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Dalhousie postdoctoral fellows prepared to strike if wage demands are not met

Postdoctoral fellows have been without a contract since December 2021

Members of the union representing postdoctoral fellows at Dalhousie University have voted to strike if the university administration fails to meet their demands for fair wages. 

Public Service Alliance of Canada’s Local 86001 members rejected Dalhousie administration’s final offer in its latest round of negotiations. Members voted to strike if the university does not implement wage increases that are comparable to postdoctoral fellows at other Canadian universities and relatively equal to wage increases seen by other Dalhousie employees.

The local bargaining unit representing the postdoctoral fellows is seeking annual wage increases of 4.5 per cent but compromised to 3 and 2.5 per cent in negotiations.

Robyn Wright, president of the Dalhousie Postdoctoral Society and co-president of PSAC Local 86001, said the unit is frustrated with Dalhousie’s refusal to offer yearly wage increases comparable to those of other employee groups. 

“What we’re asking for is basically just what other employees have,” she said.

If postdoctoral fellows represented by the local unit move to strike, it will not be until after their next meeting with the Dalhousie administration on Jan. 26. 

According to Wright, the university contacted the local unit immediately upon hearing of their strike mandate.

Dalhousie’s response

In a statement to the Dalhousie Gazette, Janet Bryson, Dalhousie’s director of strategic communications and media relations, said the university and the union have agreed to delay any labour disruptions until after the next round of negotiations.

“The university remains optimistic that we will be able to reach a mutually agreeable resolution,” the statement said.

The Gazette also reached out to Dalhousie President and Vice-Chancellor Kim Brooks but did not receive a response.

The approximately 130 postdoctoral fellows employed by Dalhousie have been without a contract since December 2021.

Postdoctoral fellows at Dalhousie perform research across several disciplines in areas such as cancer treatment, batteries for e-bikes and drug development. They also assist undergraduate and graduate students in labs and can act as a direct contact for students in labs.

According to Wright, the “overwhelming majority” of union members voted in favour of striking if Dalhousie could not meet their demands.

The university and the local bargaining unit have come to agreements on most non-monetary issues, including contract lengths, but have struggled to find common ground on monetary issues such as salaries and wage increases, according to Wright.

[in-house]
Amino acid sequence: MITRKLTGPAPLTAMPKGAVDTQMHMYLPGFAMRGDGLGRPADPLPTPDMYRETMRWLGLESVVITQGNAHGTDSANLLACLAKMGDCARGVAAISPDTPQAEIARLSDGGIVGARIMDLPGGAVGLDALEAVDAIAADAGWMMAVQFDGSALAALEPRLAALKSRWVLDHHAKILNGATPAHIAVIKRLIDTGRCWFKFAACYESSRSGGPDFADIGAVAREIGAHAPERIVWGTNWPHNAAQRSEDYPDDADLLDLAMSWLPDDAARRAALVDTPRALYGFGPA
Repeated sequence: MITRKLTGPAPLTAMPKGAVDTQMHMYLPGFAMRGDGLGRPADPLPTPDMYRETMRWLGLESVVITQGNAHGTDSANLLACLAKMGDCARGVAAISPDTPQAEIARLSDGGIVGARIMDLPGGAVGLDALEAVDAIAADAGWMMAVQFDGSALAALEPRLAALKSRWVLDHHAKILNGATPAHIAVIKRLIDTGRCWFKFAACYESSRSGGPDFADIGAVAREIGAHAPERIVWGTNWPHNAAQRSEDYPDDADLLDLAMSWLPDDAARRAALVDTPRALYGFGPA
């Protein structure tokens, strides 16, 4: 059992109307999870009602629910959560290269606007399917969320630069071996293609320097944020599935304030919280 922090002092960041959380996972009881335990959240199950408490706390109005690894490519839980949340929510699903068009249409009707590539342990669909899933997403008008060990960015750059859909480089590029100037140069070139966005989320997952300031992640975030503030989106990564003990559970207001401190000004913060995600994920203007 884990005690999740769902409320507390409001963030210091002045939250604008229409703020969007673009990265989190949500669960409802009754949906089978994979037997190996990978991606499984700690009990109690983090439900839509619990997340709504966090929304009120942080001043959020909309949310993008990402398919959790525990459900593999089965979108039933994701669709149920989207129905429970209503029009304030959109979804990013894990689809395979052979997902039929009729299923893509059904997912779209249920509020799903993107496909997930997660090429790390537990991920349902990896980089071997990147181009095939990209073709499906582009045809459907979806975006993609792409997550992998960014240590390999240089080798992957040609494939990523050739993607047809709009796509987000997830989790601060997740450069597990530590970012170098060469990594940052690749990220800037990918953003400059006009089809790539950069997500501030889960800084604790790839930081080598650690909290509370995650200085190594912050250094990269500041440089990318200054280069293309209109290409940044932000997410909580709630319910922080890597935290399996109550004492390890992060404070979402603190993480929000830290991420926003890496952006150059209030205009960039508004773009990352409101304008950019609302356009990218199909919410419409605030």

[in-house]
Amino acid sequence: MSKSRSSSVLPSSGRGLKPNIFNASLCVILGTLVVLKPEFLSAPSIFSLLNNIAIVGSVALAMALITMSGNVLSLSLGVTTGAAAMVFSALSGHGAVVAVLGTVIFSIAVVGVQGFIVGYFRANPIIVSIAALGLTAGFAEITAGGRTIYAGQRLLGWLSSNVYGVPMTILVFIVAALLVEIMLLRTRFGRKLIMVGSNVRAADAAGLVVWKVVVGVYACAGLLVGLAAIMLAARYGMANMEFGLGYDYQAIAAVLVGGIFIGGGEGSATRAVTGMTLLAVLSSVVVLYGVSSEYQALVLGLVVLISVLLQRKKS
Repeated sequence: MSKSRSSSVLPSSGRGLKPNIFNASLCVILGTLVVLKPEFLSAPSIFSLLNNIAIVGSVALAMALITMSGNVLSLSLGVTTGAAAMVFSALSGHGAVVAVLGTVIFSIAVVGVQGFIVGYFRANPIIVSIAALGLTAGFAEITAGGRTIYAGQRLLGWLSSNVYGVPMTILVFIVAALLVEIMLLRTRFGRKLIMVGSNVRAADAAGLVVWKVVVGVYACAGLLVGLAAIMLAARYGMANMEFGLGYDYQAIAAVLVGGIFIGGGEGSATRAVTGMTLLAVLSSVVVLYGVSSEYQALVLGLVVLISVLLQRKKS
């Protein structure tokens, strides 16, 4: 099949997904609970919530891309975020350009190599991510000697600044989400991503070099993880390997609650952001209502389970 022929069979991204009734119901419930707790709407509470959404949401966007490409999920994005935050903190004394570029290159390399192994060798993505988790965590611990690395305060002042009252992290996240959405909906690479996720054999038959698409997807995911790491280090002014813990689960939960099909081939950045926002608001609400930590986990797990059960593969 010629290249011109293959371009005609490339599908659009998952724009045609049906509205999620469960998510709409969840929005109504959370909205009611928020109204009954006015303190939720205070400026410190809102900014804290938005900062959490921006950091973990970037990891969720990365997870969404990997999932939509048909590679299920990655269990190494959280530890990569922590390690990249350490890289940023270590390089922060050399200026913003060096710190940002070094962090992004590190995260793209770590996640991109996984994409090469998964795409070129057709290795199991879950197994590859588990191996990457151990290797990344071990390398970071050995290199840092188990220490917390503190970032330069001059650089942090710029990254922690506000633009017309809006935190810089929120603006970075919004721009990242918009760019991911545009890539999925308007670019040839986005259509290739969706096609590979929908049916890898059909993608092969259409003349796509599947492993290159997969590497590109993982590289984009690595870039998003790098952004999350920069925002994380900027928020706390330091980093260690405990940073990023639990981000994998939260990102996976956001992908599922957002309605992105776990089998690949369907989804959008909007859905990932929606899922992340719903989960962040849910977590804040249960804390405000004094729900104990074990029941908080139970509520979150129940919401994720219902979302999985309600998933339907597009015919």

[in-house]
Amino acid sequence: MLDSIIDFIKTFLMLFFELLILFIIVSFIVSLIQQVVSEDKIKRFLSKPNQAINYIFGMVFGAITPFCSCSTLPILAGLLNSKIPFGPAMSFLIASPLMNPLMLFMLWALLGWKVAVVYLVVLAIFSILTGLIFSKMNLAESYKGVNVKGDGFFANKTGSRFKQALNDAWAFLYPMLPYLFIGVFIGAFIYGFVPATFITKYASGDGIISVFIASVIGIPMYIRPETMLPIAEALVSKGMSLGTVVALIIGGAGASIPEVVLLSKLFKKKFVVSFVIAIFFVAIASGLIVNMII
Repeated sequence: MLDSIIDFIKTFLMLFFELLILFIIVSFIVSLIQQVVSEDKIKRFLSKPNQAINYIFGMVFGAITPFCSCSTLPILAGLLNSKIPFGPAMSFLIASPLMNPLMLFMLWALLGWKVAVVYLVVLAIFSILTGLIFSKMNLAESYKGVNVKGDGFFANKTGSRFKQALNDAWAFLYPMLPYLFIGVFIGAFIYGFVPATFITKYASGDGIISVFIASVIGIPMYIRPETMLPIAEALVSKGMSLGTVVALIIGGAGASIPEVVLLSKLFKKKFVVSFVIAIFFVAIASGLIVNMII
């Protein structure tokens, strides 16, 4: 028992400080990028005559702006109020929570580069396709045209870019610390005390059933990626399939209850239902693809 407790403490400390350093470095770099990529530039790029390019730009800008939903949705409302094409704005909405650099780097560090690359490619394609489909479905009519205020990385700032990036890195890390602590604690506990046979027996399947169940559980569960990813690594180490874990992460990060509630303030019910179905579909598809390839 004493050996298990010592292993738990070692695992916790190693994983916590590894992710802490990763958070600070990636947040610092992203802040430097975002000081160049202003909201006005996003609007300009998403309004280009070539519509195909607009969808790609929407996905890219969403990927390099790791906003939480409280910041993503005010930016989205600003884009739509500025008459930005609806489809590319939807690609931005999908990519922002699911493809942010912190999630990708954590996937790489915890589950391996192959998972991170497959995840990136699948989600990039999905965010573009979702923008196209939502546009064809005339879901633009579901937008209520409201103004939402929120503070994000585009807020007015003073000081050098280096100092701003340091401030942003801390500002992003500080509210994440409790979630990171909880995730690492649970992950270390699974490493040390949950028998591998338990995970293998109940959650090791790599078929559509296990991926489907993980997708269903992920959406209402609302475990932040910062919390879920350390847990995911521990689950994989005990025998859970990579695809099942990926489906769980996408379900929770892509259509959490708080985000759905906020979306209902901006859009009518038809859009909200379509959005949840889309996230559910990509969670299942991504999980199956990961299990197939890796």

“Dal relies on their international research reputation, which is driven by postdocs,” said Wright. “If they want to maintain that then they have plenty of money they could put into our salaries.”

Wright said the university has proposed one and 1.5 per cent wage increases for 2024 and 2025, respectively, but that these increases are not comparable to those of other Dalhousie employees, who typically see increases of 2.5 to three per cent.

PSAC Local 86001 members are also seeking an increase in starting salaries. Many postdoctoral fellows are taking pay cuts when comparing their current salaries to the funds they received from scholarships during their postgraduate studies, according to Wright.

Postdoctoral fellows at Dalhousie currently make a base salary of $38,500, equivalent to $18.51 per hour, well below the living wage in Halifax which sits at $26.50 per hour.

The bargaining unit compromised on their initial proposals by proposing starting salaries of $45,000 for 2023, $48,000 for 2024 and $50,000 for 2025, but Dalhousie rejected these proposals, returning with lower proposed starting salaries and no increases for 2022 and 2023.

“We’re not asking for something that is unreasonable or that they wouldn’t be able to afford,” said Wright. “The difference that that an additional $10,000 a year would make to someone that’s currently earning $38,500 is crazy.”

How will students be affected?

Wright said a potential strike would not directly affect classes, as instructors, markers and teaching assistants work under a different collective agreement, but that some of the postdoctoral fellows’ workload could fall onto professors.

“It might mean they have a lot less time for the classes that they’re teaching if they need to specifically teach their master’s students or tend to their undergraduate students doing a research placement in a lab,” said Wright. “As well, there’s the students we work with on a daily basis.”

According to Wright, the negotiations with Dalhousie administration are about ensuring fair wages for current and future postdoctoral fellows.

“For PhD students, anything that we’re able to negotiate will benefit those that are looking to do a postdoc next,” said Wright.

PSAC Local 86001 and Dalhousie administration will return to negotiations on Jan. 26 looking to secure a deal that could prevent a strike.


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